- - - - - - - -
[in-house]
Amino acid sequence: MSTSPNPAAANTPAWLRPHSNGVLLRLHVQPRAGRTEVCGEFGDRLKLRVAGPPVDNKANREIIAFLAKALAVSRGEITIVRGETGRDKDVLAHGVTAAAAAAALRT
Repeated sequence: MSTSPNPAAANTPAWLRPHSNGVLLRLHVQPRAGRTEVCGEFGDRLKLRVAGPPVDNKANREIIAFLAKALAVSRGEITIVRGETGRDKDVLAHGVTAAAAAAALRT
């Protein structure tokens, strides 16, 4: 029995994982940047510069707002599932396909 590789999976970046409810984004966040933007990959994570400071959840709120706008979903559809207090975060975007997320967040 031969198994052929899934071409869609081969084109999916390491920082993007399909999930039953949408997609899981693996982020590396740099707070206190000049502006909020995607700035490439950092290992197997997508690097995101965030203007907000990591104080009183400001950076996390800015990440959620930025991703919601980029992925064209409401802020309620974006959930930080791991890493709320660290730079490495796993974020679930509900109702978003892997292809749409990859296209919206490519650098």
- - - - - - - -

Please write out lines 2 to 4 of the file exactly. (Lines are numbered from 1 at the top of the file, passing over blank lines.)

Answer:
Amino acid sequence: MSTSPNPAAANTPAWLRPHSNGVLLRLHVQPRAGRTEVCGEFGDRLKLRVAGPPVDNKANREIIAFLAKALAVSRGEITIVRGETGRDKDVLAHGVTAAAAAAALRT
Repeated sequence: MSTSPNPAAANTPAWLRPHSNGVLLRLHVQPRAGRTEVCGEFGDRLKLRVAGPPVDNKANREIIAFLAKALAVSRGEITIVRGETGRDKDVLAHGVTAAAAAAALRT
């Protein structure tokens, strides 16, 4: 029995994982940047510069707002599932396909 590789999976970046409810984004966040933007990959994570400071959840709120706008979903559809207090975060975007997320967040 031969198994052929899934071409869609081969084109999916390491920082993007399909999930039953949408997609899981693996982020590396740099707070206190000049502006909020995607700035490439950092290992197997997508690097995101965030203007907000990591104080009183400001950076996390800015990440959620930025991703919601980029992925064209409401802020309620974006959930930080791991890493709320660290730079490495796993974020679930509900109702978003892997292809749409990859296209919206490519650098």